On their first visit to Davidson Seamount in 2002, scientists realized that they had discovered a very unusual place. What was once an underwater volcano has become home to an unexpectedly diverse community of enormous and colorful sea creatures. In this beautiful environment, bright-pink corals tower more than 10 feet tall. Delicate, lacy sponges mingle with brilliant, lemon-yellow sponges the size of boulders. There are shrimp, crabs, sea anemones that look like Venus flytraps, as well as red octopuses, sea stars, fish, and more. All these creatures live between 4,000 and 12,000 feet beneath the surface of the Pacific Ocean. It's an Alice in Wonderland place," says Dave Clague, a geologist at the Monterey Bay Aquarium Research Institute (MBARI). "I've done a lot of dives in the ocean, and I've never seen biological communities like this before in the deep sea." In January 2006, researchers returned to Davidson Seamount, bringing equipment that enabled them to better explore this intriguing underwater ecosystem. This time, they focused on the area's large gardens of coral. It's rare for corals to be so big, bright, and diverse in the cold, dark depths, and the scientists wanted to learn more. The team included scientists from the National Oceanic and Atmospheric Administration's (NOAA) Monterey Bay National Marine Sanctuary, MBARI, and Moss Landing Marine Laboratories. A film crew from the British Broadcasting Company (BBC) tagged along, and the team posted dispatches, videos, and photos online during the 10-day expedition (see oceanexplorer.noaa.gov/explorations/06davidson/welcome.html). Undersea mountain Located 75 miles southwest of Monterey, Calif., Davidson Seamount is one peak in a long chain of underwater mountains that stretch offshore from Baja, Mexico, to central California, Clague says. The seamount used to be an underwater volcano, but it stopped erupting some 10 million years ago, according to analyses of rocks collected on the first expedition. Today, the seamount is 26 miles long and 7,900 feet high, about as lofty as Mount St. Helens in Washington State. Scientists made maps of the seamount in the 1930s. But because the area is so deep, exploring it was impossible before the invention of robotic machines called remotely operated vehicles (ROVs). Pilots control ROVs from the sea surface, and the machines carry cameras, mechanical arms, and other equipment. For the 2006 expedition, the ROV Tiburon joined the team. A group of otters greeted the research ship Western Flyer as it left the bay, and a pack of dolphins and porpoises escorted it along its 6-hour journey. For the next 10 days, Tiburon explored underwater slopes for 8 to 10 hours a day, says team member Allen Andrews, a marine biologist at Moss Landing Marine Laboratories. The ROV used its arm to collect samples of rocks, mud, corals, and other animals. It also carried a high-definition video camera that sent images to the surface. Scientists on the ship took turns sitting in the "science chair," where they watched the spectacular view on a big screen. They saved the recordings of the scenes for later analyses. "It's very exciting to get to the bottom and see things that no one has ever seen before," Andrews says. Valuable real estate Seamounts are valuable real estate for deep-sea creatures because they provide rocky surfaces to which the animals can affix themselves. Scientists suspect that currents play an important role, too, by delivering streams of nutrients to fuel the ecosystem. Equipment placed on the seafloor measures currents flowing over the top of Davidson Seamount.On the most recent expedition, researchers brought along equipment to measure currents so that they could get a sense of how the seamount's ridges have become so rich with life. Mapping the patterns of currents could also help explain why certain types of corals live where they do. For example, on the 2002 expedition, scientists noticed that two types of coral dominated the mountaintop, Clague says. Most areas were crowded with big pink bubblegum corals, but another section of rock was covered with tiny, thumb-size corals and crusty sponges. As different as the two communities are, one might be overtaking the other, the researchers suggest. Another goal of the mission was to figure out how long the seamount's big corals live. Evidence from previous expeditions suggests that some corals might be more than 100 years old. Andrews plans to test the new samples for a type of radioactivity that indicates age. "There are a lot of neat questions that have never been asked," Clague says. "We have never seen something so dramatic in the deep sea." Unexplored realms Like the majority of the world's oceans, much of the Davidson Seamount remains unexplored. Learning more about these special places will be an essential part of keeping them in good shape, Andrews says. That's important because deep-sea coral communities appear to be very old and very fragile. It would take them a long time to recover from damage, if they recovered at all. "There are seamounts around the world that used to have very diverse coral communities, and they are completely gone," Andrews says. "If we don't protect this place from being damaged by human activities, we will lose something that no one will ever be able to see again."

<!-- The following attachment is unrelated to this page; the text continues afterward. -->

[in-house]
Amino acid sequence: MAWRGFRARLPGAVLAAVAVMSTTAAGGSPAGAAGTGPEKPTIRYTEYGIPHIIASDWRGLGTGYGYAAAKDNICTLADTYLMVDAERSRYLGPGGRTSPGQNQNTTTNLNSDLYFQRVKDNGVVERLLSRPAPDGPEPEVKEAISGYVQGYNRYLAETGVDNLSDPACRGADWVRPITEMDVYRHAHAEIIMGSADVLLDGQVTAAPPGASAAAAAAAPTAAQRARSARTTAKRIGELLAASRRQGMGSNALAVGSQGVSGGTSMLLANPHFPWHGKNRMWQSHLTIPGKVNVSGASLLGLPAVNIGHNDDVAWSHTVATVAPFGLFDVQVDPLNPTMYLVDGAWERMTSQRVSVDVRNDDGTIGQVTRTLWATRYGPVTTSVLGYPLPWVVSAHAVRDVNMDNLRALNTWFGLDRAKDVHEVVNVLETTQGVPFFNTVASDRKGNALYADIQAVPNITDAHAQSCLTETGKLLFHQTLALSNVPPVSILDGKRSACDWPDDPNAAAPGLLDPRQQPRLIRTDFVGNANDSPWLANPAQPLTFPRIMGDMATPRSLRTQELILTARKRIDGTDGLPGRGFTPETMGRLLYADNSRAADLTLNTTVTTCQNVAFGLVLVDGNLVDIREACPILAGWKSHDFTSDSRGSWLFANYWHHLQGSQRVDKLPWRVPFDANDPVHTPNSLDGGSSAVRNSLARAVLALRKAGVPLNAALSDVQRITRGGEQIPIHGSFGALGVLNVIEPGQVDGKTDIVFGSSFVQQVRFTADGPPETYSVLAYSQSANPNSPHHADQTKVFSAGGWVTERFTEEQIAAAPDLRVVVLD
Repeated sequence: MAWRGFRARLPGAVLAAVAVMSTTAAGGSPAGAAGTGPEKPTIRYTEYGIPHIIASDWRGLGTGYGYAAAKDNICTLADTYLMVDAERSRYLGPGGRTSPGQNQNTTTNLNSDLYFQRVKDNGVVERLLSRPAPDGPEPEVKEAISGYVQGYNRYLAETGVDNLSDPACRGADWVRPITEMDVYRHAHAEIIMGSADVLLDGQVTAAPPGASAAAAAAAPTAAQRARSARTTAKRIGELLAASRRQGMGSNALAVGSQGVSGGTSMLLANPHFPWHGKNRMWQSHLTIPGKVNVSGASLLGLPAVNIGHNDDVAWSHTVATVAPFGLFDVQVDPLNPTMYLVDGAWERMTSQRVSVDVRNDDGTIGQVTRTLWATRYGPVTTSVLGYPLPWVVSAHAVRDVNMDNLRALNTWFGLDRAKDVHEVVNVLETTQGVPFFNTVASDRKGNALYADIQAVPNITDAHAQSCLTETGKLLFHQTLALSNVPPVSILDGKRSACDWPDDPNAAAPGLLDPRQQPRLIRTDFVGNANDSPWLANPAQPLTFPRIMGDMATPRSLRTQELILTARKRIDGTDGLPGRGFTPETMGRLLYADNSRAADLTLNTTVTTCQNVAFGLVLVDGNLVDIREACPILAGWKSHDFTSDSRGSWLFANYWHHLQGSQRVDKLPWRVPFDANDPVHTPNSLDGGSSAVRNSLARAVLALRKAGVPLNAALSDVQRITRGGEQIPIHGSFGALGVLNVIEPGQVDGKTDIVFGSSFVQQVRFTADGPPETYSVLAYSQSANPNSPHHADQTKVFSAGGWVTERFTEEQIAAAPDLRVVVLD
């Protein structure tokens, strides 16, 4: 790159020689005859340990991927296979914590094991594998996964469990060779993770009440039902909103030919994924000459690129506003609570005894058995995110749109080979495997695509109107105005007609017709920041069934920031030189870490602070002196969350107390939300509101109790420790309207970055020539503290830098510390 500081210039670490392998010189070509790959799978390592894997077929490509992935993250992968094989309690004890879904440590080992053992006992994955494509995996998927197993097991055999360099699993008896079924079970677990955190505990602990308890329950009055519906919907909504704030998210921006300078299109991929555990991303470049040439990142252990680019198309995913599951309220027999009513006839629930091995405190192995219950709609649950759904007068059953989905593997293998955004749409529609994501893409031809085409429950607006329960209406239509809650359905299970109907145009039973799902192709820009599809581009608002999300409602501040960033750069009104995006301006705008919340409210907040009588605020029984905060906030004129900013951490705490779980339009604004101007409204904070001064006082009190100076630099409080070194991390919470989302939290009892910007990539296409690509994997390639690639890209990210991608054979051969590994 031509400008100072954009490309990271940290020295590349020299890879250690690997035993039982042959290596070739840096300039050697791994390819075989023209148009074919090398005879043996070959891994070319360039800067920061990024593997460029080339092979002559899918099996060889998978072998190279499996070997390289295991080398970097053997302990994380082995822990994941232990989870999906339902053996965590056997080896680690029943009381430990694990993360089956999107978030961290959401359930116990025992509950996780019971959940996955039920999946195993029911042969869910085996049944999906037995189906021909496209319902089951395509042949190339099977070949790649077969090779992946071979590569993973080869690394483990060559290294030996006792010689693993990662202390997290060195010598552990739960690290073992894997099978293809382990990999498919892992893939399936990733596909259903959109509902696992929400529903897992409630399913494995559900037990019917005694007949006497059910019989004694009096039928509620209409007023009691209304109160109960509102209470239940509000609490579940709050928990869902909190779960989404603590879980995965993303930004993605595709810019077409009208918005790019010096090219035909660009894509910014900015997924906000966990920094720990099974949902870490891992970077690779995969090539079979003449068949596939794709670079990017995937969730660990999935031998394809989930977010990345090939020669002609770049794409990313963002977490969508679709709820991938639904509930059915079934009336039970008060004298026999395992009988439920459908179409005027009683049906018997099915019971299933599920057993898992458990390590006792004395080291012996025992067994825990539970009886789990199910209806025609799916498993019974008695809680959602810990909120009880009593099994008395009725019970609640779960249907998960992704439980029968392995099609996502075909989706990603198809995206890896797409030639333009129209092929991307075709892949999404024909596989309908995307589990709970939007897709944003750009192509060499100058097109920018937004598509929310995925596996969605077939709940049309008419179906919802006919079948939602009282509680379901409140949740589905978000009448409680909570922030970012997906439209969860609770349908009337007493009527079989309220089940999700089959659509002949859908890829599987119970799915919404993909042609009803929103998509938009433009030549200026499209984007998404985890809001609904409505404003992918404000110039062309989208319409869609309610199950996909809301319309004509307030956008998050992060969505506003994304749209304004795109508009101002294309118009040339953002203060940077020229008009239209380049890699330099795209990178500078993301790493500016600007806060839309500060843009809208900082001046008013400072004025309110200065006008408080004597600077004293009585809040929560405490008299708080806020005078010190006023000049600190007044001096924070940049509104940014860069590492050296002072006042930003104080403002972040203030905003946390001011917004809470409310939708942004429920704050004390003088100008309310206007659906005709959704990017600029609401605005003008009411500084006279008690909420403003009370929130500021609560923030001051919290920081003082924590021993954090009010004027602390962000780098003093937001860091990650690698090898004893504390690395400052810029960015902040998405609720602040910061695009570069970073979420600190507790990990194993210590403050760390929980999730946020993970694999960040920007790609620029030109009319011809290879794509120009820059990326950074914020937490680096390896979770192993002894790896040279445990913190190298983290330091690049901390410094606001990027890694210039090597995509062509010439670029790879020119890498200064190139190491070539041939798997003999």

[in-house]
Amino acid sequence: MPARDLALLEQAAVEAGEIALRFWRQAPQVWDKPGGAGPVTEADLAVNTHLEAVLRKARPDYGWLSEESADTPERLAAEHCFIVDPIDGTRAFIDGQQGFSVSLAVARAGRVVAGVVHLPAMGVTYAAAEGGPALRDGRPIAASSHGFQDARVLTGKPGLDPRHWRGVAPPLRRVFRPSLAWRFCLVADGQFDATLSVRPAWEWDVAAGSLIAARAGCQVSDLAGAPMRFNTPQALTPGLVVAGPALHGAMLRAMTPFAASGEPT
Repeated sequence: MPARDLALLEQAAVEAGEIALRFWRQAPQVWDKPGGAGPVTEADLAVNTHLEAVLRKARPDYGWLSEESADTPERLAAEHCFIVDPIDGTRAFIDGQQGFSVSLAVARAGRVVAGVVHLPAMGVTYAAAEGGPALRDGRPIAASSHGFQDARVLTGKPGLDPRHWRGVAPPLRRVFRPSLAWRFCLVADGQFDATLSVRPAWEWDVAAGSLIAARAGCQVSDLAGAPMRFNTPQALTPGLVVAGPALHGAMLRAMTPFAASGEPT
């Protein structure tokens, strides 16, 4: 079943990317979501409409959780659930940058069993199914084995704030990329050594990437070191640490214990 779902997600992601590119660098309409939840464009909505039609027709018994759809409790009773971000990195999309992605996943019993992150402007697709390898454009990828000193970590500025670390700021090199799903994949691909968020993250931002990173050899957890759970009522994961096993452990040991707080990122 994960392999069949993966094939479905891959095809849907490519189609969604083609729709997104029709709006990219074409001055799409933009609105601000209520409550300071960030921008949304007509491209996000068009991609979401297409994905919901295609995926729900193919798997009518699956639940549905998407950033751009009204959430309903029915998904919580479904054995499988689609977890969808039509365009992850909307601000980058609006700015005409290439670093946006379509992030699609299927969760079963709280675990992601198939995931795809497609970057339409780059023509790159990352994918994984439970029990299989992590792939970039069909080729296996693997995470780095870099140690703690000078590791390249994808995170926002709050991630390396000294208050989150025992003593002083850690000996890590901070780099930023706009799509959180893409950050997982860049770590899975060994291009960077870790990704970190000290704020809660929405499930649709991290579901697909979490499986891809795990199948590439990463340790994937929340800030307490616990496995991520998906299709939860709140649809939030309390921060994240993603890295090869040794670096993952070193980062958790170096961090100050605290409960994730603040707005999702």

Coral Gardens
Coral Gardens








Designed and Powered by HBJamaica.com™